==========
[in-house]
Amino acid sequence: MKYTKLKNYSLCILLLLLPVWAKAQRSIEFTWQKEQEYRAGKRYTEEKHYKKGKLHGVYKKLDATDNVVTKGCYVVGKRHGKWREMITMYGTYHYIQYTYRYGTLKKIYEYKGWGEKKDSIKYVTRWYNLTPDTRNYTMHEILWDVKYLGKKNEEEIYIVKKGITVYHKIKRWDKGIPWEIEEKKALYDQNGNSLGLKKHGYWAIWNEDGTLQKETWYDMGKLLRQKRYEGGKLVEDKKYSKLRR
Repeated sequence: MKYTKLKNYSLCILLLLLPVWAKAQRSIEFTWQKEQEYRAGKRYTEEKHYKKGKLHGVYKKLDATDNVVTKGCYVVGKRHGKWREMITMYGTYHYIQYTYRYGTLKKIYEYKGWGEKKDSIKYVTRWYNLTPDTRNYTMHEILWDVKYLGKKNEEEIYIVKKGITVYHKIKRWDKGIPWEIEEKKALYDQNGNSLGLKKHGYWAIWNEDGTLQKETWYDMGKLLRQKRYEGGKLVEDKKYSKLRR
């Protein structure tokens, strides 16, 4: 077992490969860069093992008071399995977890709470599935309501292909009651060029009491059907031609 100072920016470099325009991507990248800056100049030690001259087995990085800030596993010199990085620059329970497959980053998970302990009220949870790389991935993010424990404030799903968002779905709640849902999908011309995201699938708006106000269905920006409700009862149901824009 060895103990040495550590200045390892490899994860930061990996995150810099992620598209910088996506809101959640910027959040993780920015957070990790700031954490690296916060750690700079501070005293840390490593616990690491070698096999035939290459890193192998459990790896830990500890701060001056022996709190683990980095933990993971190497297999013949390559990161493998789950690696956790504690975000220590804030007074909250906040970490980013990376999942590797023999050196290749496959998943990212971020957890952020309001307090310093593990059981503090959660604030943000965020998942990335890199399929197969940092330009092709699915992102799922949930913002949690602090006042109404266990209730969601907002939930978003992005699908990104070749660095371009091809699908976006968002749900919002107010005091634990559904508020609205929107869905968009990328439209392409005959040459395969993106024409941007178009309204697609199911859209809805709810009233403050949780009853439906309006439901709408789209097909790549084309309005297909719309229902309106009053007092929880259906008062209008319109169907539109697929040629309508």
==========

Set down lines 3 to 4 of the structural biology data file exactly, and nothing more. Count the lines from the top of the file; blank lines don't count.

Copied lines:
Repeated sequence: MKYTKLKNYSLCILLLLLPVWAKAQRSIEFTWQKEQEYRAGKRYTEEKHYKKGKLHGVYKKLDATDNVVTKGCYVVGKRHGKWREMITMYGTYHYIQYTYRYGTLKKIYEYKGWGEKKDSIKYVTRWYNLTPDTRNYTMHEILWDVKYLGKKNEEEIYIVKKGITVYHKIKRWDKGIPWEIEEKKALYDQNGNSLGLKKHGYWAIWNEDGTLQKETWYDMGKLLRQKRYEGGKLVEDKKYSKLRR
């Protein structure tokens, strides 16, 4: 077992490969860069093992008071399995977890709470599935309501292909009651060029009491059907031609 100072920016470099325009991507990248800056100049030690001259087995990085800030596993010199990085620059329970497959980053998970302990009220949870790389991935993010424990404030799903968002779905709640849902999908011309995201699938708006106000269905920006409700009862149901824009 060895103990040495550590200045390892490899994860930061990996995150810099992620598209910088996506809101959640910027959040993780920015957070990790700031954490690296916060750690700079501070005293840390490593616990690491070698096999035939290459890193192998459990790896830990500890701060001056022996709190683990980095933990993971190497297999013949390559990161493998789950690696956790504690975000220590804030007074909250906040970490980013990376999942590797023999050196290749496959998943990212971020957890952020309001307090310093593990059981503090959660604030943000965020998942990335890199399929197969940092330009092709699915992102799922949930913002949690602090006042109404266990209730969601907002939930978003992005699908990104070749660095371009091809699908976006968002749900919002107010005091634990559904508020609205929107869905968009990328439209392409005959040459395969993106024409941007178009309204697609199911859209809805709810009233403050949780009853439906309006439901709408789209097909790549084309309005297909719309229902309106009053007092929880259906008062209008319109169907539109697929040629309508």